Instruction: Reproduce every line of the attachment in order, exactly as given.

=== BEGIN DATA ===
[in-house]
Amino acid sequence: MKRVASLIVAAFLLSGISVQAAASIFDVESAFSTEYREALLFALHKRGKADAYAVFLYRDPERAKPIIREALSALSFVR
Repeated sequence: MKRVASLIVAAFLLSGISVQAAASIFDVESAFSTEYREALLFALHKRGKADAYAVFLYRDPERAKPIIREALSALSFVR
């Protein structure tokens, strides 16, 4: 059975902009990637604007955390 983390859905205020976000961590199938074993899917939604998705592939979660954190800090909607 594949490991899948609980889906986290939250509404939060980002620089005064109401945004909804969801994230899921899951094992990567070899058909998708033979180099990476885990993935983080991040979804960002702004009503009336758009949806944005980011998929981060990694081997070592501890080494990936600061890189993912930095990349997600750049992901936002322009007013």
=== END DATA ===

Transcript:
[in-house]
Amino acid sequence: MKRVASLIVAAFLLSGISVQAAASIFDVESAFSTEYREALLFALHKRGKADAYAVFLYRDPERAKPIIREALSALSFVR
Repeated sequence: MKRVASLIVAAFLLSGISVQAAASIFDVESAFSTEYREALLFALHKRGKADAYAVFLYRDPERAKPIIREALSALSFVR
């Protein structure tokens, strides 16, 4: 059975902009990637604007955390 983390859905205020976000961590199938074993899917939604998705592939979660954190800090909607 594949490991899948609980889906986290939250509404939060980002620089005064109401945004909804969801994230899921899951094992990567070899058909998708033979180099990476885990993935983080991040979804960002702004009503009336758009949806944005980011998929981060990694081997070592501890080494990936600061890189993912930095990349997600750049992901936002322009007013």